The effects of pornography on its viewers may not be as negative as widely thought, according to new research from the University of Montreal.
The study, which looks at the impact of porn on men, finds that the images do not change men’s perception of women and do not impact their relationships. (The research is being funded by the Quebec-based Interdisciplinary Research Center on Family Violence and Violence Against Women).
“Those who could not live out their fantasy in real life with their partner simply set aside the fantasy,” says Simon Louis Lajeunesse, the professor overseeing the study. “The fantasy is broken in the real world and men don't want their partner to look like a porn star.”
The study is likely to have its detractors. It’s still in the early stages (Lajeunesse has only
interviewed 20 heterosexual university students) and relies heavily on the honesty of its subject’s responses. To date, though, not one subject has shown a pathological sexuality, it reports.
“In fact, all of their sexual practices were quite conventional,” says Lajeunesse.
Beyond the psychological effects of porn, the research gives a good look at the changing consumption habits of adult entertainment consumers.
The study found that 90 percent of pornography today is consumed via the Internet. Only 10 percent of the respondents said they got materials from video stores.
That’s consistent with what adult entertainment companies have found. Large studios, such as Vivid and Digital Playground, are focusing as heavily on their online offerings as they are on big budget releases these days. And porn’s top actresses all have pay sites to take advantage of online demand – most charging $30 per month for access.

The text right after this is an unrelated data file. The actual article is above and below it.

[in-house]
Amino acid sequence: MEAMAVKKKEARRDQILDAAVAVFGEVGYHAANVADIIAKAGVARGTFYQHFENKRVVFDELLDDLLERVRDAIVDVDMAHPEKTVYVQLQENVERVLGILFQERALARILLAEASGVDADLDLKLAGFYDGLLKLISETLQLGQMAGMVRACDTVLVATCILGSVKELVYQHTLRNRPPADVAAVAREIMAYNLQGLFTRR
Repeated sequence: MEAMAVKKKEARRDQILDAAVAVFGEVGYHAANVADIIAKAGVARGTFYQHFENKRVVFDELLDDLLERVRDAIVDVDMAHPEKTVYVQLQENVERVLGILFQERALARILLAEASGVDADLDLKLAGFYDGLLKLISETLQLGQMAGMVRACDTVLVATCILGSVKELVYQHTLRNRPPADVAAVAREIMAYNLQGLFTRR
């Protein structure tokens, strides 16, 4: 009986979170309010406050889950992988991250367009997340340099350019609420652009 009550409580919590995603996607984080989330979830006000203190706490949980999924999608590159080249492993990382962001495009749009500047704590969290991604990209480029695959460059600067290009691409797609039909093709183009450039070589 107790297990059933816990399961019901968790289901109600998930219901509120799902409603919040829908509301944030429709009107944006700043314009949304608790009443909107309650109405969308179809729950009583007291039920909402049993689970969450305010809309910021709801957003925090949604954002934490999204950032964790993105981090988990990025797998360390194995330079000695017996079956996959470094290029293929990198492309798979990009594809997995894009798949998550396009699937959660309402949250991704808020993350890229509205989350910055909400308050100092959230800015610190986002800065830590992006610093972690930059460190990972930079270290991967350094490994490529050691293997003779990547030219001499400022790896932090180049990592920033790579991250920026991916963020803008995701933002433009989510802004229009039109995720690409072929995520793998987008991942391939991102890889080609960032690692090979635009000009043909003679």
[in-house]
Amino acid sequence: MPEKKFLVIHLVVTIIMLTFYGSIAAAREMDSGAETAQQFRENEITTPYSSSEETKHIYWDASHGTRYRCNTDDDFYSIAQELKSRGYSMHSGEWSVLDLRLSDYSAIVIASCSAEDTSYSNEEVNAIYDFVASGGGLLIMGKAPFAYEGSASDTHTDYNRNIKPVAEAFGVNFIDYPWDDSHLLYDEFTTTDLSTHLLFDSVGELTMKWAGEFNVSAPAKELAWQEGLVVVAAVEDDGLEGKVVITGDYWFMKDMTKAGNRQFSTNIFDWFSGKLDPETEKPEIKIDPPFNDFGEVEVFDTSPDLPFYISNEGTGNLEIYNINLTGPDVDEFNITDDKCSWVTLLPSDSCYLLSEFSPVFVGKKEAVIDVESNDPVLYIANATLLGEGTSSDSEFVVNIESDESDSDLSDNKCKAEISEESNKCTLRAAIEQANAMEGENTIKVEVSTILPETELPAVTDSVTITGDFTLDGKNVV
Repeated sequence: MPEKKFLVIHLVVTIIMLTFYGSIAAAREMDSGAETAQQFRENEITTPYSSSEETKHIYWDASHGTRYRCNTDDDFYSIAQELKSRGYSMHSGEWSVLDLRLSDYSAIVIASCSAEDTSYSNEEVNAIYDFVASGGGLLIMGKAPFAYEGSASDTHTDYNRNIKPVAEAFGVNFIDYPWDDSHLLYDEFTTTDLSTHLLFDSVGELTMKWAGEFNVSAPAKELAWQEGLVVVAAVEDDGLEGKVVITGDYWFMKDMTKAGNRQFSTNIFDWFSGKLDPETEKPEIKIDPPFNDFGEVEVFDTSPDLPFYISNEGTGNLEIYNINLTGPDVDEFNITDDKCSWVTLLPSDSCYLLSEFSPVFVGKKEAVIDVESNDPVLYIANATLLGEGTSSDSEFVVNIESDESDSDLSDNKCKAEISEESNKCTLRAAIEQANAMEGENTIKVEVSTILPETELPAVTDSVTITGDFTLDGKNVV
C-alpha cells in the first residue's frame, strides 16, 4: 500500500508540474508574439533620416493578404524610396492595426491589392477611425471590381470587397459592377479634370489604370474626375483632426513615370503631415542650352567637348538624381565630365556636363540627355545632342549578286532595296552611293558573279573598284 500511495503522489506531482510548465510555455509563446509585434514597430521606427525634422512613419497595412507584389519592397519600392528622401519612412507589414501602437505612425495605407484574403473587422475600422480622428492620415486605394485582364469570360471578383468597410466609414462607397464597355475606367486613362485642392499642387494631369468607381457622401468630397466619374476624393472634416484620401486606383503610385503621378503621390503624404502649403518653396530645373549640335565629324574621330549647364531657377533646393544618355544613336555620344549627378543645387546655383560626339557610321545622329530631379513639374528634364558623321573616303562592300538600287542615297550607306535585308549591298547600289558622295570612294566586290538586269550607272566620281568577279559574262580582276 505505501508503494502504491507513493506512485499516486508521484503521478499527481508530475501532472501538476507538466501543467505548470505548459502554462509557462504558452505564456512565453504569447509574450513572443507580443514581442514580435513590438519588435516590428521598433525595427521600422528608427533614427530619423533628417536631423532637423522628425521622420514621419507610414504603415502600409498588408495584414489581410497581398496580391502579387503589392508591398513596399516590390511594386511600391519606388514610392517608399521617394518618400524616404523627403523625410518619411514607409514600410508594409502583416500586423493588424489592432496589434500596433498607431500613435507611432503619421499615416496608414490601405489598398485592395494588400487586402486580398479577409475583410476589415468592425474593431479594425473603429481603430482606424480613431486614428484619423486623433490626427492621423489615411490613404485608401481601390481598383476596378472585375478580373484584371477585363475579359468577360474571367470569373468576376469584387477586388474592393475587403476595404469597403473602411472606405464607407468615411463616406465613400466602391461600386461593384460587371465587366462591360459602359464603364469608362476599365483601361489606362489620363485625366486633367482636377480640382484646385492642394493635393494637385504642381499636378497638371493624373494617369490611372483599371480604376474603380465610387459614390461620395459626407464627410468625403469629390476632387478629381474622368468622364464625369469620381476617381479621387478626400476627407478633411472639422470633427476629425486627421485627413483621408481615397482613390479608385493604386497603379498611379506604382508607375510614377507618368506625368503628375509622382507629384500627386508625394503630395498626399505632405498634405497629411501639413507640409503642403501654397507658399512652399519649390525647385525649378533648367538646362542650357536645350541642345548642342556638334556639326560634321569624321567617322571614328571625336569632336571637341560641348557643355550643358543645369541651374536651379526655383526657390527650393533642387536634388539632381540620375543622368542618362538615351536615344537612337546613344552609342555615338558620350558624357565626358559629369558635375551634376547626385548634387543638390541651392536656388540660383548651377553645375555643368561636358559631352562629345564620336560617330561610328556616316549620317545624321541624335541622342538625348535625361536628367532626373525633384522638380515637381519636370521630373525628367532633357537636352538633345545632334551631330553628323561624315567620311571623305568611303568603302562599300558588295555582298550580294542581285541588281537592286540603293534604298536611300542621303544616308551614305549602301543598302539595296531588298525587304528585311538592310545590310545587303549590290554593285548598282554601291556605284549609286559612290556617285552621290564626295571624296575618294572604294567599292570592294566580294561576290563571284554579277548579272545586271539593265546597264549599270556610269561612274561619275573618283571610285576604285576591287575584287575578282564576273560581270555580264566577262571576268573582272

More frequently, though, people are bypassing pay sites and drifting toward porn-oriented “YouTube” knock offs, which offer a blend of pirated material and homemade films uploaded by exhibitionists.
The rise of these sites is widely credited as one of the chief reasons for the sharp decline in porn DVD sales.
The study did show longer periods of engagement with adult entertainment than previously thought. Lajeunesse says single men, on average, watch pornography three times a week for 40 minutes. Those who are in committed relationships watch an average of 1.7 times per week for 20 minutes.
Adult film companies assume a much shorter viewing period.
"The average person only watches an adult video for 6 minutes,” says Katy Zvolerin, a spokesperson for Adam & Eve.
The study determined that boys begin to seek out pornographic material at the age of 10. Lajeunesse initially had hoped to conduct the research with men in their twenties who had never seen porn. “We couldn’t find any,” he says.
Lajeunesse believes the early findings of the study cast significant doubt on the common perception that pornography dramatically changes the sexual behavior of those who view it.
“If pornography had the impact that many claim it has, you would just have to show heterosexual films to a homosexual to change his sexual orientation,” he says.